I like painting ornaments, hiking, writing, and organizing group projects. I have several collaborative projects in motion that are really important to me. Torn Word  is a shared world platform based around a science fantasy setting I created nearly 20 years ago, and I’ve written thousands of pages of stories set there. Now, many writers and artists create fiction and artwork to expand the story even further. I also have put together a Portrait Adoption  site where artists can collect their random portrait work and offer it to role-players and writers as a shortcut to commissioning character portraits. And every month, I host a Sketch Fest , where anyone can leave prompts and artists of every media and skill-level can use them for inspiration for sketches, spending no more than an hour on any given piece before sharing it. I like projects that encourage creativity and reward creatives.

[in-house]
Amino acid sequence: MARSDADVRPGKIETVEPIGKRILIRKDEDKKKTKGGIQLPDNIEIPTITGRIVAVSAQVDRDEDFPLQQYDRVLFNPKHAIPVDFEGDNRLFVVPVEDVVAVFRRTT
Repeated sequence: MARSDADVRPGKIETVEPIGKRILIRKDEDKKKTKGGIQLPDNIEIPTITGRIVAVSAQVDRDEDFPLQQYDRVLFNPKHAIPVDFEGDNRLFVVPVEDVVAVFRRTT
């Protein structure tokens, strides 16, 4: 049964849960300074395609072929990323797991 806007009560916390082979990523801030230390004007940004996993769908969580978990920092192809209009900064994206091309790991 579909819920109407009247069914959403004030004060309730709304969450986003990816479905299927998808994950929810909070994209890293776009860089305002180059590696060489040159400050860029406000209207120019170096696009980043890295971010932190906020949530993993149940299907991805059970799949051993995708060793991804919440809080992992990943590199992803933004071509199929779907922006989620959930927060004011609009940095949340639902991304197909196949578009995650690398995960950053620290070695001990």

What are your plans for the next year? Do you have any new coloring book releases planned?

I am hoping to get a new Coloring Alaska book out this year, with a theme of Wild Birds. I am looking further ahead and thinking that I will probably do a Kickstarter early next year to fund a few multi-artist titles and hope to have a new solo fantasy book ready to put out at that time.

 What are the titles of the last three books you have read or movies you’ve watched?

Some recent books include The Name of the Wind by Patrick Rothfuss, Protector Panther by Zoe Chant, and Roses in Amber by C.E. Murphy. Recent movies: Ms. Peregrine’s Home for Peculiar Children, Dr Strange, and Equestria Girls (about seven hundred times – I have a five-year-old).

If you could be any super hero, who one would you be? Why?

Hmm. Maybe batgirl? I like her sassy, not-too-sexy style, and I’m all in favor of superheros who have no powers, just brains and ethics.